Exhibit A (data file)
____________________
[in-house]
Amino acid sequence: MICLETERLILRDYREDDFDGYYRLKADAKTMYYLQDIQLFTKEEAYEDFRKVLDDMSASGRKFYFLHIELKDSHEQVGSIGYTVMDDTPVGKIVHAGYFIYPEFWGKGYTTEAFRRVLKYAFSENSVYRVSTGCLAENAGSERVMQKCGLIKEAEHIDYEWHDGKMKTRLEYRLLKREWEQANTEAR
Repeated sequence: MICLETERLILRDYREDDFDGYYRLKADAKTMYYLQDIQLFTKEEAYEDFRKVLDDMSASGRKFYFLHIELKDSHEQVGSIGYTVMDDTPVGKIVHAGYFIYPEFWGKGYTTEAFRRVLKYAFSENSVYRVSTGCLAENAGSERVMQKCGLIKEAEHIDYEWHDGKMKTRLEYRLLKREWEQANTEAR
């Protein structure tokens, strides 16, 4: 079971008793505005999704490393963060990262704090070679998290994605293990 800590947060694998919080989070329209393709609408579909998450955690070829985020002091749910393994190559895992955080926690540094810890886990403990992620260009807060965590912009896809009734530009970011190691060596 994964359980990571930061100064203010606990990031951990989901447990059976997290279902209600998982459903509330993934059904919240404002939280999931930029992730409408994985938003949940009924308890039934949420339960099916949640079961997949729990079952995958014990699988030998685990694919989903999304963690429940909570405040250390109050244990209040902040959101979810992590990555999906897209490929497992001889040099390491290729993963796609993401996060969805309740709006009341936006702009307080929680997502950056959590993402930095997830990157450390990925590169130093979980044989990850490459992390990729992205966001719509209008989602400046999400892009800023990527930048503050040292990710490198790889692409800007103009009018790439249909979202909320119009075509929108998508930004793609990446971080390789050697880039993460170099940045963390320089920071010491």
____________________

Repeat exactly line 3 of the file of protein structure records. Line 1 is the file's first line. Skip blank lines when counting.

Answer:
Repeated sequence: MICLETERLILRDYREDDFDGYYRLKADAKTMYYLQDIQLFTKEEAYEDFRKVLDDMSASGRKFYFLHIELKDSHEQVGSIGYTVMDDTPVGKIVHAGYFIYPEFWGKGYTTEAFRRVLKYAFSENSVYRVSTGCLAENAGSERVMQKCGLIKEAEHIDYEWHDGKMKTRLEYRLLKREWEQANTEAR